[This article was written by Laura Strassman]
A number of applications or apps have been developed that rely on crowd-sourcing to work. It’s a change in architecture that is a natural progression of the current state of the art of software development and delivery; by component architecture on distributed infrastructure serving huge numbers of users. In any case, these apps must be high performing and provide a great user experience in order to grow and retain their users, otherwise their crowd sourced information will be just a few people hanging out, not a crowd. I use one of these applications almost daily, Waze, and I rely on it to tell me how to get around an ever changing commute.
I assume that the providers of these applications want to make money, possibly with advertising like Waze has started to do… so the performance of the applications from that perspective is equally important. They may need to provide SLA’s to advertisers or sell services to other software providers.
Here’s the rub–how do they monitor the performance of this application that is largely out of their control?
You can monitor applications today in several ways: with synthetic tests which replicate what a user would do on a website or application and see if that path is responsive. It works by driving a browser from a network location and duplicating actions a user would do, search, type, navigate. You can use a server agent to collect data on real users if my activities go through a server- you passively gather all the measurements when users travel the application delivery chain from the browser to the application server. But how would I manage the peer to peer/ crowd-sourcing performance? Crowd-sourced applications come from the endpoints of the internet – mostly phones- travelling over a variety of networks, cell, Wi-Fi, carriers and the patterns change all the time.
If you want to accurately monitor performance of web applications you need to follow the same delivery chain from the actual browsers that people use, if you want to monitor crowd-sourcing, I’m thinking you have to monitor from the crowd.
I came up with the question, but not being an engineer I didn’t know the answer, so I went hunting. What I found is that there is a small move to introduce crowd-sourced monitoring. There are some academic papers around putting monitoring on smartphones and then collating the data to tell you what’s going on. There is some product movement around monitoring PC’s and using the aggregate data to understand how SaaS business applications are working. Also some theories and tests and papers published around crowd-sourced monitoring being used to actually monitor crowds, or the internet.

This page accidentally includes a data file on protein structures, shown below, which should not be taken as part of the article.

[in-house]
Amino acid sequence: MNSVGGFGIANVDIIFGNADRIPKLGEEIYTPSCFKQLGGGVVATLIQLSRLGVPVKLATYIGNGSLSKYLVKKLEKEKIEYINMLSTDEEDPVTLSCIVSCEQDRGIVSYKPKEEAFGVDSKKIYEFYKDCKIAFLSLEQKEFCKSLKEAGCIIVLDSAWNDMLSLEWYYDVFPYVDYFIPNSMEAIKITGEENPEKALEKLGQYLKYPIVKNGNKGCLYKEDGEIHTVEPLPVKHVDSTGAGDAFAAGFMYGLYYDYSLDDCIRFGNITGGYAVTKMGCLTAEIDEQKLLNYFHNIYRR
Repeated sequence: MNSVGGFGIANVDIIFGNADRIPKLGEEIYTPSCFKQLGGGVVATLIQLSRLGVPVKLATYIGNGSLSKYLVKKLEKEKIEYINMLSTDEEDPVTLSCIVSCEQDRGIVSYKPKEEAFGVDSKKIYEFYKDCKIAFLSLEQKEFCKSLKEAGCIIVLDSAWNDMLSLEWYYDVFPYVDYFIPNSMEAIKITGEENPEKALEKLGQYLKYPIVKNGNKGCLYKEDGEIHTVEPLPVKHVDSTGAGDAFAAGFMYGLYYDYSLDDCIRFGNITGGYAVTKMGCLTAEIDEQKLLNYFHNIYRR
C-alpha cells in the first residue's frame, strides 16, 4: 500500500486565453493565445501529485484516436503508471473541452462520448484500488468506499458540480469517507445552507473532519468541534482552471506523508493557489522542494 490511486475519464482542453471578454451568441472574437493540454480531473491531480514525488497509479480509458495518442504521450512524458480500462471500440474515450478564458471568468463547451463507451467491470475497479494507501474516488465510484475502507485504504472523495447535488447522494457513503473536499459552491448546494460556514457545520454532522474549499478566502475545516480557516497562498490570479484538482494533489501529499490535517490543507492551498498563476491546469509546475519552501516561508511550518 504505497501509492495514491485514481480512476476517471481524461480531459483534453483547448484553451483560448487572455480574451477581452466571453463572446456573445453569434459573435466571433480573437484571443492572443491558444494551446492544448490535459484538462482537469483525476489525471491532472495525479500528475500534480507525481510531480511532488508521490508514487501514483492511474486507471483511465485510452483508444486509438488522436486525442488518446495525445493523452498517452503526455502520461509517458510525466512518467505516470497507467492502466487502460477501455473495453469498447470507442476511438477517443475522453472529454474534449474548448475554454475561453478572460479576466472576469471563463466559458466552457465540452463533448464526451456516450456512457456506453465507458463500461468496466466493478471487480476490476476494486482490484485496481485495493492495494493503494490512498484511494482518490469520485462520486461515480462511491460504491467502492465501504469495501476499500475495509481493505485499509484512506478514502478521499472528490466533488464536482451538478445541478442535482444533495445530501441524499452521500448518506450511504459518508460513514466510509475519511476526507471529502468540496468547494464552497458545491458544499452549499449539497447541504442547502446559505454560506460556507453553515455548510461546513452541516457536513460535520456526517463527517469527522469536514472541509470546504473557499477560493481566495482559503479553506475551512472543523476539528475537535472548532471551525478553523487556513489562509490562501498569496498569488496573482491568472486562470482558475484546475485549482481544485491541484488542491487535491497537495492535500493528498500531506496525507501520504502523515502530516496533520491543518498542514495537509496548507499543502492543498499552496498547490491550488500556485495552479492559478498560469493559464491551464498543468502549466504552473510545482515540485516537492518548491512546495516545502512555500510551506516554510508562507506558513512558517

Essentially, crowd-sourced monitoring operates on the exact same notion as obtaining the data in the first place–you have to put the monitoring in the same place as the users and then aggregate the data around the performance the same way you are currently aggregating the data about what the crowd tells you. So you monitor actual users, but the key information you want is about the performance of the data feed/sharing and network. It seems to be the inverse of server agent monitoring.
Pretty clearly you would use crowd-sourcing to monitor crowd-sourcing. The question is when does it become a business imperative to do that? Once that is established then commercial solutions will be available for now the fastest way to know what’s happening is probably twitter.
In my travels I read the following Papers and visited the following Websites:
“CrowdWatch: Enabling In-Network Crowd-sourcing Robin” Kravets, Hilfi Alkaff, Andrew Campbell, Karrie Karahalios, Klara Nahrstedt University of Illinois and Dartmouth College
“Crowdsourcing Service-Level Network Event Monitoring” David R. Choffnes, Fabian E. Bustamante, Sihui Ge, Northwestern University, At&T Labs – Research
Exoprise.com – a company that does performance monitoring for SaaS apps using crowd-sourced data.